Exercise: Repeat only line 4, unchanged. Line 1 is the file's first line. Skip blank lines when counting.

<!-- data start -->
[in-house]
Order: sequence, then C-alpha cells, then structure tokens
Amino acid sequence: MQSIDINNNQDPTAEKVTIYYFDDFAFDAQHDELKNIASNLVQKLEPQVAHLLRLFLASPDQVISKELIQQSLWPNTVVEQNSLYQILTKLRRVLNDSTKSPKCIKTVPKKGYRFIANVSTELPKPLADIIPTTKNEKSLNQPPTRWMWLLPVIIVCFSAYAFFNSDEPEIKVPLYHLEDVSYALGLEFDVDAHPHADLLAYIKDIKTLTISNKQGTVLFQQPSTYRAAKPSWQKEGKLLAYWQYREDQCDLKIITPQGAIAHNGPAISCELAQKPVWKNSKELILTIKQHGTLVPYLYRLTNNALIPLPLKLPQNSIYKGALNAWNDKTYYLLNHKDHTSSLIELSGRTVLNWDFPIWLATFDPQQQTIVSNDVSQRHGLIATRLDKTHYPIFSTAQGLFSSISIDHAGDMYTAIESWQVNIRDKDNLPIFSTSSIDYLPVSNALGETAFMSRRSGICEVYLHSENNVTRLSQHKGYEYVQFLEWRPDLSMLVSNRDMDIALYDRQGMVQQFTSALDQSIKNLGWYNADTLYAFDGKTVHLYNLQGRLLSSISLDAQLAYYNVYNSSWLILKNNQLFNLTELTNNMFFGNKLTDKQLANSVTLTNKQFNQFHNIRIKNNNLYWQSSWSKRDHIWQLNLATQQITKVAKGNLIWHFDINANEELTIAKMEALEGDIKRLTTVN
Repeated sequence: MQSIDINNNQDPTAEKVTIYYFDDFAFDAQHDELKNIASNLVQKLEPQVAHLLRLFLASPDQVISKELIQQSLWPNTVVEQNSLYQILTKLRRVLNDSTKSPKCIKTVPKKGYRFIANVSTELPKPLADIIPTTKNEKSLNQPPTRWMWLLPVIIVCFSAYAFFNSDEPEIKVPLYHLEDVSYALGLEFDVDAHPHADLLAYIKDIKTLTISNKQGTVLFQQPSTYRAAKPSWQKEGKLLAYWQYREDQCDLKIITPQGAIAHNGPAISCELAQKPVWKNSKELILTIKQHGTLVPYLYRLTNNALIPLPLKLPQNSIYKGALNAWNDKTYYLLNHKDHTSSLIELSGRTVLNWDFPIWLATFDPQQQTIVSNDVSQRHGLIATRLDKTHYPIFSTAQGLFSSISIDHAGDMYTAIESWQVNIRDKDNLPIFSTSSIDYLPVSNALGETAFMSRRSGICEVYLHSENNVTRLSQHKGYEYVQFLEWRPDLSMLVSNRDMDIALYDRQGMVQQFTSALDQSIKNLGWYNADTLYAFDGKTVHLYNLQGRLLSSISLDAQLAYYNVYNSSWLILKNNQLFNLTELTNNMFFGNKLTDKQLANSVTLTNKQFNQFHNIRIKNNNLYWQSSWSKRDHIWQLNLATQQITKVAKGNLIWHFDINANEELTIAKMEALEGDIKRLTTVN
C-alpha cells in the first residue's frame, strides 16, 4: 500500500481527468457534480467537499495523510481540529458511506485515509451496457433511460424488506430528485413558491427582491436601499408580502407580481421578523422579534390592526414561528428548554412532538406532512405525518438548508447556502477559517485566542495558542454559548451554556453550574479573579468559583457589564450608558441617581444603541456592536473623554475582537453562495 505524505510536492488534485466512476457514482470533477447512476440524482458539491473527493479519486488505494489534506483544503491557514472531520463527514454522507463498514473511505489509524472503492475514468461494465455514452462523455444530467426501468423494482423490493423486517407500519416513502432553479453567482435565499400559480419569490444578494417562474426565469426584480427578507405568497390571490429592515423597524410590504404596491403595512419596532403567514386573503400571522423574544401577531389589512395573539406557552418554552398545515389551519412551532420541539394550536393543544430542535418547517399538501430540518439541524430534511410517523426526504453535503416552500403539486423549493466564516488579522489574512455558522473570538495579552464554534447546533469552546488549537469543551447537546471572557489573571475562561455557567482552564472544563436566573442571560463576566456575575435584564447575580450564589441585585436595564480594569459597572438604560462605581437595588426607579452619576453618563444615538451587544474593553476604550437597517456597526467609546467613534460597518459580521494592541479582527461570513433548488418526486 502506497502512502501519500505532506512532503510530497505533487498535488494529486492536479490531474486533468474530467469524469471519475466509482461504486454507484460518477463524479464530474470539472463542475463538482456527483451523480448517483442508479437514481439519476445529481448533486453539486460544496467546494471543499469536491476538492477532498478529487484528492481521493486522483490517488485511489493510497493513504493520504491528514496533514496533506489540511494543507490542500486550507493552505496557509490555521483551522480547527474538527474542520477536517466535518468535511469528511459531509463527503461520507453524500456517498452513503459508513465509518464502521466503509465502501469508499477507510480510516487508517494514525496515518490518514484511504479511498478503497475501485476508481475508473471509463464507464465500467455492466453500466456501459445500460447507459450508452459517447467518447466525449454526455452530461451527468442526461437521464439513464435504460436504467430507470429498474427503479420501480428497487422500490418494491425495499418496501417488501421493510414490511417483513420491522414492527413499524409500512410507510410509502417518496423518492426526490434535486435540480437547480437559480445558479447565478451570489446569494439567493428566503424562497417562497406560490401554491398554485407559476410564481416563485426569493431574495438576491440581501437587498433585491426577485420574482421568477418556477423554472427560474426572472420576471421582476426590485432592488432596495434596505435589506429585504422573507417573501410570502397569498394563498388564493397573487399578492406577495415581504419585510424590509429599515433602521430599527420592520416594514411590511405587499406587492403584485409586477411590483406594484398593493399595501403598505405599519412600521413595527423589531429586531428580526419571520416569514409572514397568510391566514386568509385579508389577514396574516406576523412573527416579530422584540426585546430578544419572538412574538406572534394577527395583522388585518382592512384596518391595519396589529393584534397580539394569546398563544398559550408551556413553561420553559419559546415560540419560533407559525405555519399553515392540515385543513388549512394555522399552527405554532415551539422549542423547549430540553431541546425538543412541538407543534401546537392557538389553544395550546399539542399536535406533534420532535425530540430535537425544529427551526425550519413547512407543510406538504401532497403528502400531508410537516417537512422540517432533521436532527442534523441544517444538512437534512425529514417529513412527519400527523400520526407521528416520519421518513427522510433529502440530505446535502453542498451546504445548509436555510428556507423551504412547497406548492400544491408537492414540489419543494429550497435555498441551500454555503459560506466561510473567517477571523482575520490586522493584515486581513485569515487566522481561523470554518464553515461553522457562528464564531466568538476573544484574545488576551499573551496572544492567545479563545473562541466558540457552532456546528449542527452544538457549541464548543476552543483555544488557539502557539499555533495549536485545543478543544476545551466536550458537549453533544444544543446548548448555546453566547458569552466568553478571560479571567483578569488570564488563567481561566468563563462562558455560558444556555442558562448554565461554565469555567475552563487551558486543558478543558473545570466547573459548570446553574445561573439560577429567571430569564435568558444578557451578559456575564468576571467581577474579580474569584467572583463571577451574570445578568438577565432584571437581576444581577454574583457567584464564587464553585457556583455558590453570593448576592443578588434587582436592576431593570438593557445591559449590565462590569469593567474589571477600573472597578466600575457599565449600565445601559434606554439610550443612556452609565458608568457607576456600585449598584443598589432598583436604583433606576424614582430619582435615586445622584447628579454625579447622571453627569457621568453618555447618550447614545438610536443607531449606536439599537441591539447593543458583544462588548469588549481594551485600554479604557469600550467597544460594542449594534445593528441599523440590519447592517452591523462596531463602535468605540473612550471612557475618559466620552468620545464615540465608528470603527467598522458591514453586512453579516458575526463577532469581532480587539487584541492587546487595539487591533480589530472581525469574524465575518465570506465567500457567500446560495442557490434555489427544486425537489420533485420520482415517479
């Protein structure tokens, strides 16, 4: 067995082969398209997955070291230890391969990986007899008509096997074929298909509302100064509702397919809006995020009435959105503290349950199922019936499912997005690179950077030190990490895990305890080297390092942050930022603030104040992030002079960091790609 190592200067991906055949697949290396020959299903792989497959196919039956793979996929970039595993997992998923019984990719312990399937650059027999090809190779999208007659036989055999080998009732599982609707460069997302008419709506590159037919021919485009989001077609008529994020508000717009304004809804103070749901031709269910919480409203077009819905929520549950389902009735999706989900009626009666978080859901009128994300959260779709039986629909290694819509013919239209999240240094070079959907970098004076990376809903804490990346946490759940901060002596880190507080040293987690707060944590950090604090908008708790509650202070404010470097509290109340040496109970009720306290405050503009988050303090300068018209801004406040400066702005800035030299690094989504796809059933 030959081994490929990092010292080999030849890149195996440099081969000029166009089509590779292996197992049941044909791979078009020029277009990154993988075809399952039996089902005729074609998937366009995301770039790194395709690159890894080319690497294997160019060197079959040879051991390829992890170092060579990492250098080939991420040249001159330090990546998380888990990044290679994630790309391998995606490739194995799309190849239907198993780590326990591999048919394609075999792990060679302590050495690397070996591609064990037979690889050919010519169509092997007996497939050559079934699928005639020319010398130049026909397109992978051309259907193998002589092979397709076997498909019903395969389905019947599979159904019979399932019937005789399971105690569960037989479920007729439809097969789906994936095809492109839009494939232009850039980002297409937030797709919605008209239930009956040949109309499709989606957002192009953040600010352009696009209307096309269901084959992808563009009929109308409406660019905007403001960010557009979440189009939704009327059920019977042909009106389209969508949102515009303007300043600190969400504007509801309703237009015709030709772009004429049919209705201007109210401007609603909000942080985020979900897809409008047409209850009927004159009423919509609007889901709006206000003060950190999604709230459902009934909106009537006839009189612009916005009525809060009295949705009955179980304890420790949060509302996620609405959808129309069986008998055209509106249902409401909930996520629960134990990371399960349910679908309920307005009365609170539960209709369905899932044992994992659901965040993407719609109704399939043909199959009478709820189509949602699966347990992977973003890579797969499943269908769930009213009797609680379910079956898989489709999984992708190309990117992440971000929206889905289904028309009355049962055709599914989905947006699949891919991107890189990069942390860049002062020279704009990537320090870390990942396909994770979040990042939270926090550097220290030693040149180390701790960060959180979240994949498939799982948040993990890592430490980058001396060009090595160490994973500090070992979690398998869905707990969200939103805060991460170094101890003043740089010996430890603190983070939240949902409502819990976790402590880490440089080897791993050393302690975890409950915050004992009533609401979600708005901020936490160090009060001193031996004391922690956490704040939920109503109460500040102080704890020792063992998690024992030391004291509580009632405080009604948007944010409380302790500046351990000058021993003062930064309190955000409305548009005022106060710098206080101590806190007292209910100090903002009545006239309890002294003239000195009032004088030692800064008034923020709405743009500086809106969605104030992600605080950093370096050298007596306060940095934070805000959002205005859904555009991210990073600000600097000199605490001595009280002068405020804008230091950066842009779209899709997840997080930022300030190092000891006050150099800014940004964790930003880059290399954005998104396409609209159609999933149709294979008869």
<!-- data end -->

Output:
Repeated sequence: MQSIDINNNQDPTAEKVTIYYFDDFAFDAQHDELKNIASNLVQKLEPQVAHLLRLFLASPDQVISKELIQQSLWPNTVVEQNSLYQILTKLRRVLNDSTKSPKCIKTVPKKGYRFIANVSTELPKPLADIIPTTKNEKSLNQPPTRWMWLLPVIIVCFSAYAFFNSDEPEIKVPLYHLEDVSYALGLEFDVDAHPHADLLAYIKDIKTLTISNKQGTVLFQQPSTYRAAKPSWQKEGKLLAYWQYREDQCDLKIITPQGAIAHNGPAISCELAQKPVWKNSKELILTIKQHGTLVPYLYRLTNNALIPLPLKLPQNSIYKGALNAWNDKTYYLLNHKDHTSSLIELSGRTVLNWDFPIWLATFDPQQQTIVSNDVSQRHGLIATRLDKTHYPIFSTAQGLFSSISIDHAGDMYTAIESWQVNIRDKDNLPIFSTSSIDYLPVSNALGETAFMSRRSGICEVYLHSENNVTRLSQHKGYEYVQFLEWRPDLSMLVSNRDMDIALYDRQGMVQQFTSALDQSIKNLGWYNADTLYAFDGKTVHLYNLQGRLLSSISLDAQLAYYNVYNSSWLILKNNQLFNLTELTNNMFFGNKLTDKQLANSVTLTNKQFNQFHNIRIKNNNLYWQSSWSKRDHIWQLNLATQQITKVAKGNLIWHFDINANEELTIAKMEALEGDIKRLTTVN